Once the attacker finds a user in need of technical assistance, they say something like, « I can fix this problem for you. I just need your credentials to continue. This is a simple and easy way to get a user`s credentials. Because a social engineer`s strategy is based on trust, victims often don`t realize they`ve been attacked until it`s too late. Water Holing is a targeted social engineering strategy that leverages users` trust in the websites they visit regularly. The victim feels safe doing things they wouldn`t do in another situation. For example, a cautious person might intentionally avoid clicking on a link in a junk email, but the same person would not hesitate to follow a link on a website they visit frequently. The attacker therefore prepares a trap for the careless prey in a favorite waterhole. This strategy has been successfully used to gain access to some (supposedly) very secure systems.  The most common quid-pro-quo attack occurs when a hacker claims to be a computer employee of a large company. This hacker tries to contact the employees of the target organization by phone, and then offers them some sort of upgrade or software installation. A classic example is an attack scenario in which attackers use a malicious file disguised as a software update or generic software.
An attacker can also unleash a bait attack in the physical world. B for example by spreading infected USB tokens in the parking lot of a target organization and waiting for internal staff to insert them into the company`s PCs. The call to action is different. Some ask the end user to « verify » their account credentials and add a fake login page with logos and branding to appear legitimate. Some claim that the end user is the « winner » of a grand prize or lottery and require access to a bank account where winnings can be delivered. Some ask for charitable donations (and give wiring instructions) after a natural disaster or tragedy. A successful attack often results in access to systems and loss of data. Organizations of all sizes should consider backing up business-critical data with a business continuity and disaster recovery solution to enable recovery from such situations.
An early stage of more complex social engineering attacks, where the scammer gains a victim`s trust, usually by creating a story that makes them trustworthy. Phishing attacks share the following common characteristics: One of the best ways to protect yourself from a social engineering attack is to be able to identify them. Let`s look at the six most common types of social engineering attacks: for example, a simulated phishing attack, in which controlled phishing attempts target your employees, shows you how vulnerable they are, and how risky your business is as a result. With this information, you can recycle those who need it most, reducing your exposure. During this type of social engineering attack, a bad actor may pose as police officers, senior positions within the company, auditors, investigators, or any other character who they believe will help them get the information they are looking for. The term pretext refers to the practice of presenting oneself as someone else in order to obtain private information. Typically, attackers create a false identity and use it to manipulate the receipt of information. Pretense is a type of social engineering technique in which the attacker creates a scenario in which the victim feels compelled to adhere to it under false pretenses. Typically, the attacker claims to be someone who is in a powerful position to convince the victim to follow his orders. Social engineering attacks aren`t always easy to detect, so it`s important to understand the tactics they use, such as: phishing tags, pretext, quid pro quo, social engineering, tailgating A watering hole attack involves injecting malicious code into the public web pages of a website that targets used to visit. The injection method is not new and is often used by cybercriminals and hackers.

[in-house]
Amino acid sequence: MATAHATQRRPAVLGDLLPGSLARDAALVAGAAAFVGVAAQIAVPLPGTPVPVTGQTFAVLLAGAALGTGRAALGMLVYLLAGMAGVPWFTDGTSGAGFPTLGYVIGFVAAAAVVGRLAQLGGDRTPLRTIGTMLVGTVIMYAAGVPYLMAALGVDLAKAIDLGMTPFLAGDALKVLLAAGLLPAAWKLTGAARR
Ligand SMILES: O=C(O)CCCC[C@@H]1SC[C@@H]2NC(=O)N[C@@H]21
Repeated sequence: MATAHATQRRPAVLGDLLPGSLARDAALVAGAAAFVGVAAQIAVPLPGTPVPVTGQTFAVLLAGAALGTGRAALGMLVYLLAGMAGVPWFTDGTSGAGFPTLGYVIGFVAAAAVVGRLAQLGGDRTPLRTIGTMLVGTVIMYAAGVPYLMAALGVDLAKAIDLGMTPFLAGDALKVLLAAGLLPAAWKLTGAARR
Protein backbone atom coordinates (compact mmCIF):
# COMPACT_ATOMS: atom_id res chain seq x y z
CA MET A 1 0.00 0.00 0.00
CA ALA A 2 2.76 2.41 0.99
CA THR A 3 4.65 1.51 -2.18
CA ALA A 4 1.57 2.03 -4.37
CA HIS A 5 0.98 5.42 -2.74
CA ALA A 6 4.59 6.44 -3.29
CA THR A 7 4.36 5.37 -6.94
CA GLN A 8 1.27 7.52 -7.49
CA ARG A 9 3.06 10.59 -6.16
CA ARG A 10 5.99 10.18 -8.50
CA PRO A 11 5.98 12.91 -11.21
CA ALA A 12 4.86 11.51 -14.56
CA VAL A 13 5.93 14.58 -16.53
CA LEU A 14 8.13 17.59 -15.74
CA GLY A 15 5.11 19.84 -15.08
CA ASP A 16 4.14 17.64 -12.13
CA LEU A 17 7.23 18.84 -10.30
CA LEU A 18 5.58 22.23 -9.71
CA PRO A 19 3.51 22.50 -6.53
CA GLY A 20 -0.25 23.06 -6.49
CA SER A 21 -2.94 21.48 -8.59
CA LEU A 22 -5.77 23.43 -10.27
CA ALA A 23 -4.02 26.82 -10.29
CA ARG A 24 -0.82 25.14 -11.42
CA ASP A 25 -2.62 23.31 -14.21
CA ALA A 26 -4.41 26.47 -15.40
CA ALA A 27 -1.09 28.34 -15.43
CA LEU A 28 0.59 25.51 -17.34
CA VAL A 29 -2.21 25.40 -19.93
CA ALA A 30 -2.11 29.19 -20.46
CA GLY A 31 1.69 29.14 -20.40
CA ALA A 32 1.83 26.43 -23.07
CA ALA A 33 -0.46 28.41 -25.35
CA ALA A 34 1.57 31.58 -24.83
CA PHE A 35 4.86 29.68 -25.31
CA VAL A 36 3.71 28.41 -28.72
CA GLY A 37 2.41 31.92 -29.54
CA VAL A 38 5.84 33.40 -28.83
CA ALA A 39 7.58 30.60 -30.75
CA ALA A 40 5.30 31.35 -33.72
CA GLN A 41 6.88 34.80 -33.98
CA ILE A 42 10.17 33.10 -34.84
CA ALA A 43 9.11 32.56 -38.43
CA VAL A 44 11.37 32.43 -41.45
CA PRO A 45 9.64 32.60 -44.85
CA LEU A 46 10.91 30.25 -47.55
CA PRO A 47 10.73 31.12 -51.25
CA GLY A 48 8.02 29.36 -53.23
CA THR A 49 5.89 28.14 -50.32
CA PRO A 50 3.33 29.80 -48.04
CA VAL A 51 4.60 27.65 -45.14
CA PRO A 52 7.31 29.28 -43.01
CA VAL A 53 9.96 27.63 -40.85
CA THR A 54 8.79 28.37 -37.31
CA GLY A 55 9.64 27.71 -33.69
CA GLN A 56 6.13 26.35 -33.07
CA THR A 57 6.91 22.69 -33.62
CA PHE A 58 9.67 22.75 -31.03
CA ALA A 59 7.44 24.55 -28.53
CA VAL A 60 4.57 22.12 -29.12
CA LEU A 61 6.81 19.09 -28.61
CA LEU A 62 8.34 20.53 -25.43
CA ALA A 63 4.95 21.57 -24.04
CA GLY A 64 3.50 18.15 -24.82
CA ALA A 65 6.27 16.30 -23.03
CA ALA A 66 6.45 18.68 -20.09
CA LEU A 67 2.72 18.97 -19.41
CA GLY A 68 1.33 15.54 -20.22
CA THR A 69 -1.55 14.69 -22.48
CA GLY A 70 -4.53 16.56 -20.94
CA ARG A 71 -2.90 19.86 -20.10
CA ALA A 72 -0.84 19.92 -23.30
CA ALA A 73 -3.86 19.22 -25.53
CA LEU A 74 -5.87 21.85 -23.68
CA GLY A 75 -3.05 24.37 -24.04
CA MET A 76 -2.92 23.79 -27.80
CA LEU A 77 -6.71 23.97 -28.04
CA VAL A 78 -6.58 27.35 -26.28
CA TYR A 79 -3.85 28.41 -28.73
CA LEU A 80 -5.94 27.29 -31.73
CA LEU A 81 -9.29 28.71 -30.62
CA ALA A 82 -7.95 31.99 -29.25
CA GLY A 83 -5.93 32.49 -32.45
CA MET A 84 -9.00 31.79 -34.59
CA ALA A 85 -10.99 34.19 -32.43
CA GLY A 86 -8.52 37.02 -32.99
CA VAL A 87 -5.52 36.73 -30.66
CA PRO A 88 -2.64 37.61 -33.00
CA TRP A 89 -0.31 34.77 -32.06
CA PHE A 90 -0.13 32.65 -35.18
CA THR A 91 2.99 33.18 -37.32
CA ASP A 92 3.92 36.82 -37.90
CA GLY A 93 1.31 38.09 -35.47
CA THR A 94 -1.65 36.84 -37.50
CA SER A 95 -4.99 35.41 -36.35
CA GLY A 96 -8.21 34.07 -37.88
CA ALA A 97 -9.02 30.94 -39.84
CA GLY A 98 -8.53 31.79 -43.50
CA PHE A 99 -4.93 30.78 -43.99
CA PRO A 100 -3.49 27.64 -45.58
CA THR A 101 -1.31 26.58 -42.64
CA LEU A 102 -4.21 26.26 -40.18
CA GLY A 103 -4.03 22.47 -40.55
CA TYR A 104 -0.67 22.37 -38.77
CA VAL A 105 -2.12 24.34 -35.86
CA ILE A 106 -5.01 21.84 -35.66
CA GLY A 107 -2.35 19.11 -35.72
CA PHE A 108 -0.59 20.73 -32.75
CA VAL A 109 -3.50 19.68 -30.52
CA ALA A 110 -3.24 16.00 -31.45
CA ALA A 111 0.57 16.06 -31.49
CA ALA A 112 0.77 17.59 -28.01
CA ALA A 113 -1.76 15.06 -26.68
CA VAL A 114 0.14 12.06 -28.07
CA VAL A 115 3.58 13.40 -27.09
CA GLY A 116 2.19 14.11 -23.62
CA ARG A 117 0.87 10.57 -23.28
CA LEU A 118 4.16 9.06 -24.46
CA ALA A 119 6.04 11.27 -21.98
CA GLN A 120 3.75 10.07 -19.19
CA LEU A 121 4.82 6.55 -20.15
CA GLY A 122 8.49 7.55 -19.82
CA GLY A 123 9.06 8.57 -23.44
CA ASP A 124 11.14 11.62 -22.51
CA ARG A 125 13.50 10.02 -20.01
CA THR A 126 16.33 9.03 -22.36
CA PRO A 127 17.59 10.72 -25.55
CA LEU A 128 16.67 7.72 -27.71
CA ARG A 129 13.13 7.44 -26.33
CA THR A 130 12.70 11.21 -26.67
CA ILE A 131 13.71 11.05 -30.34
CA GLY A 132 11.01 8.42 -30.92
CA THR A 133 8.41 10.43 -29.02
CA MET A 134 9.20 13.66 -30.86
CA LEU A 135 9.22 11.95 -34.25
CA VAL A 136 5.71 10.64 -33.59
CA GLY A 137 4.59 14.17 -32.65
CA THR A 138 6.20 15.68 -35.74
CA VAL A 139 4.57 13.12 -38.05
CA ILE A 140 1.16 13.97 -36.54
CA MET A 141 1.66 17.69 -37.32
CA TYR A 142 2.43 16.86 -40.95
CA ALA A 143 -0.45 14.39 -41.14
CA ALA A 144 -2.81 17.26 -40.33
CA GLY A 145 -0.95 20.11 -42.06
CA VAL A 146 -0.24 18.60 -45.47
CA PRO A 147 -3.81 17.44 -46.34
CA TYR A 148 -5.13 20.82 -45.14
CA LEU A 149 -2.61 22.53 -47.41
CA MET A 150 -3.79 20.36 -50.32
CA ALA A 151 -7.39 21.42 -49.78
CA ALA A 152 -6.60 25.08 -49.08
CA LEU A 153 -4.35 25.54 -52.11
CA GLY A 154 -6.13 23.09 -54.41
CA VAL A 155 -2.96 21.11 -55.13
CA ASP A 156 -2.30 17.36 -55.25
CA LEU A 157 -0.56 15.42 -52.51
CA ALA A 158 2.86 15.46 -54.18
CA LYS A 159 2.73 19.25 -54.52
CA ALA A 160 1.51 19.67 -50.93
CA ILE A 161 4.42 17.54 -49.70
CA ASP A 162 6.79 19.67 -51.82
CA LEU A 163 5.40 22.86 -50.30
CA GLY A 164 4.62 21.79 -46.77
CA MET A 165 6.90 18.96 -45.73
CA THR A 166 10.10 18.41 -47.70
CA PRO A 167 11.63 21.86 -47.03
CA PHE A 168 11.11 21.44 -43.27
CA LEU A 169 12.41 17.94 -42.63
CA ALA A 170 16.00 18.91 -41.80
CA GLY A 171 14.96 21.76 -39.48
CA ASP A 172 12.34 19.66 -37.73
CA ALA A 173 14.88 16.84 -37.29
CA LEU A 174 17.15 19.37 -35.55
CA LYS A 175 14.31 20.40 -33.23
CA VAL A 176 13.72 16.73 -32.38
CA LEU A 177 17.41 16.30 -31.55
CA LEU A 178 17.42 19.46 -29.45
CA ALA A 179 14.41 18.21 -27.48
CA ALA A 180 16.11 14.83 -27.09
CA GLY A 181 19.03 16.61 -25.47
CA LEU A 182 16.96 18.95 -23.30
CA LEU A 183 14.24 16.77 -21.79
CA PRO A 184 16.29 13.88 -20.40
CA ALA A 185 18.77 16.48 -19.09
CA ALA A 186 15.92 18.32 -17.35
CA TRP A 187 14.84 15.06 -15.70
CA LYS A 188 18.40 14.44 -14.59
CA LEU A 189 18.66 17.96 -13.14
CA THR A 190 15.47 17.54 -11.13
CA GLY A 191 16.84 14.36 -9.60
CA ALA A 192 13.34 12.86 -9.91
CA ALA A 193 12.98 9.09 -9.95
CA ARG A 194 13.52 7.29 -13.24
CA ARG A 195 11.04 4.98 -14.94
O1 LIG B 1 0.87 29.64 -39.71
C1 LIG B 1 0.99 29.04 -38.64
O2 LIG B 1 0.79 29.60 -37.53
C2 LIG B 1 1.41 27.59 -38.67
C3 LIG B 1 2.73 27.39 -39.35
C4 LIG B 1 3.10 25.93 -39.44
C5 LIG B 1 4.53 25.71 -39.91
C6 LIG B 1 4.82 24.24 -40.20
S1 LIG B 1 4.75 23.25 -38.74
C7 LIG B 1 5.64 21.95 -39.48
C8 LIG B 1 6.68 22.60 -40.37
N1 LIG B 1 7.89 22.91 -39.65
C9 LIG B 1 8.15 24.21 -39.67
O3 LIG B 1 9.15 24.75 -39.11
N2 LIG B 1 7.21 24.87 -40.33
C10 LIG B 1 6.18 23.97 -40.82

Attackers compromise websites in a particular industry that are typically visited by certain people who are interested in attacks. Telephone phishing (or « vishing ») uses a fraudulent interactive voice response (IVR) system to recreate a legitimate copy of a bank`s or other institution`s IVR system. The victim is prompted (usually via a phishing email) to log in to the « bank » using a number (ideally toll-free) to « verify » the information. A typical « vishing » system continuously rejects logins and ensures that the victim enters PINs or passwords multiple times and often reveals several different passwords. More advanced systems transfer the victim to the attacker/scammer, posing as a customer service representative or security expert to further interrogate the victim. .